And Harry still had a firm grip on her leg.
He had seen her in town recently in workout clothes, carrying a yoga mat.
So he broke the stalemate.
“You are involved in yoga, aren’t you?”
“Oh, yes, I do yoga religiously - three times a week.”
“That’s a good word - ‘religiously’ - because yoga is one of the most ancient practices of Hinduism. And I know you’re a vegetarian - that’s very Hindu. And you are a believer in non-violence because you said you can’t even kill bugs. And I know you’re very respectful of cows, too. Because I saw you wait for several to cross the road on the way to the ranch. And you’re very tolerant, or you wouldn’t be talking to me. You must be a Hindu and just don’t know it.”
“But, but, but . . . I’m not Indian - I’m a Jew.”
“Maybe in this life, but in a former life you must have been Indian.
Or else you are unconsciously preparing for being an Indian Hindu in your next reincarnation. There are clues. Being Hindu would really be something to look forward to. You’d look really classy in a sari with a red dot between your eyes.”
She stared - her mind seized up by too much complex data all at once, her lips doing the goldfish thing, and her leg still in Harry’s grip.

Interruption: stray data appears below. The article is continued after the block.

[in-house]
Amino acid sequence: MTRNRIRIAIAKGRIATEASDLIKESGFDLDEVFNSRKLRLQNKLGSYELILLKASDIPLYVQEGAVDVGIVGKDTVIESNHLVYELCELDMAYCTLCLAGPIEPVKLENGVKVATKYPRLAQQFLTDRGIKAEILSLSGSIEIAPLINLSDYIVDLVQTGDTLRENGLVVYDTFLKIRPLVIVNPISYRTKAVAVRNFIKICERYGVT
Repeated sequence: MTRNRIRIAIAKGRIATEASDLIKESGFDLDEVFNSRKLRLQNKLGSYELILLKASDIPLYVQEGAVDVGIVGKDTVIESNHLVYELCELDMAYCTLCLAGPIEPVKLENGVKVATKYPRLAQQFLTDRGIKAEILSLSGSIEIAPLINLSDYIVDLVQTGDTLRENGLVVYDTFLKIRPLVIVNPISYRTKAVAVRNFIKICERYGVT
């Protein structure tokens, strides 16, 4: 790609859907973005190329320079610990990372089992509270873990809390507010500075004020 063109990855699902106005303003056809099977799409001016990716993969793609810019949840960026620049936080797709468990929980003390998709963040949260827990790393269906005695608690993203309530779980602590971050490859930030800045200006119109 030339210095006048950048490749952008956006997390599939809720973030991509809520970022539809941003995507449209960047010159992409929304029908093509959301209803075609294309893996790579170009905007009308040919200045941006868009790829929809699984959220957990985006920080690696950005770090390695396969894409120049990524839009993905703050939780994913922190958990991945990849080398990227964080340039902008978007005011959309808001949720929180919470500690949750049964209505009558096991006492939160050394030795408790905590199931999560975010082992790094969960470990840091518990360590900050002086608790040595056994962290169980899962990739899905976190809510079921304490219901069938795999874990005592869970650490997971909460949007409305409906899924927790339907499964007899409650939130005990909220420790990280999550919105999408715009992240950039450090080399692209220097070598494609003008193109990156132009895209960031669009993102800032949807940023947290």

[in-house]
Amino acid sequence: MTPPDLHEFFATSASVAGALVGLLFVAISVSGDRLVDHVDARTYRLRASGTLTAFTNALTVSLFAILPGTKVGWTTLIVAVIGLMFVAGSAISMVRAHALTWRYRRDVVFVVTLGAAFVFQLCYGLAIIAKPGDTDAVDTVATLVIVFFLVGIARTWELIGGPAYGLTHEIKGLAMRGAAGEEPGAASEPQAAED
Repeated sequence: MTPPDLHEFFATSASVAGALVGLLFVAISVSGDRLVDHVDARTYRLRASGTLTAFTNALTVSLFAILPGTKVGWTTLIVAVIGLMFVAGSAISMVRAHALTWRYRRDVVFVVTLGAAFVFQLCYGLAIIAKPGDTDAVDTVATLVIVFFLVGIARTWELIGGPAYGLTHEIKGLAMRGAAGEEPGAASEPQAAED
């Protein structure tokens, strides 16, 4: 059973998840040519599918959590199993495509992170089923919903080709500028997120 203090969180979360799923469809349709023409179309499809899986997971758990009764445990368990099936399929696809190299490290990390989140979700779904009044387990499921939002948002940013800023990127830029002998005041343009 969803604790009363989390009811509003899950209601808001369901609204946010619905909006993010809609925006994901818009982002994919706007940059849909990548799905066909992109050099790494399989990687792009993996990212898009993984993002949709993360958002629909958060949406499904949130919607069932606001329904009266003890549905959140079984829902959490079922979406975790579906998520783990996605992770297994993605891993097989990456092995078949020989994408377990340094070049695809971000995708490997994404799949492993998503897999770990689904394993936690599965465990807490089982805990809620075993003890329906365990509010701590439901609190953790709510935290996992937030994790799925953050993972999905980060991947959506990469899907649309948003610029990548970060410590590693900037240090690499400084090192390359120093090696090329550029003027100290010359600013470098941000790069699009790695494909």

Unable to stop himself, he went on.
“Being Hindu is a great thing - it’s the world’s oldest religion - going back about seven thousand years - and there are a billion of us in this world and trillions in the great circle of being. Cool, don’t you think? A lot more Hindus than Jews. When the Rapture happens, the Christians are going to heaven forever, but us Hindus just get another ride on the merry-go-round.”
“Maybe I should talk to my rabbi about this.”
“Good idea - but he might find it a little odd - not very Jewish.”
“Maybe not - he comes to the same yoga classes I do.”
“Ah, another Hindu - an Indian, coming or going. We should form a group, maybe build a small shrine somewhere and do puja together in anticipation of the future.”
“Do you pray or meditate?”
“Yes - every day.”
“That’s puja. You’re more Hindu than you know.”
“But, but, but . . . I’m Jewish.”
“Actually it can work out. I know there are Jews who are also Buddhists - because there’s no real contradiction, just complimentarity. They call themselves JewBus.”
“I’ve heard about them.”
“Well, then, maybe you are a JewHu.”
Harry scrambled to get out of this - to let go of her leg.
“Look, they just put out a fresh bowl of guacamole.
Would you like some?
Guacamole is OK for Hindus and Jews - it’s vegetarian.
We call it MexiHu food.
This looks fresh, but you have to be careful.”
“Well,” said Harry, “I saw dandruff in guacamole once.”
The lady had enough - she pried her leg out of his grip and walked away.
Leaving Harry wishing he could be a fly on the wall of her rabbi’s office when she came for counseling . . . and wishing he would be called on when it came time to bless the food. He would have sung that old Hindu hymn,
“Om, Om on the Range.”
Smiling, Harry helped himself to the guacamole.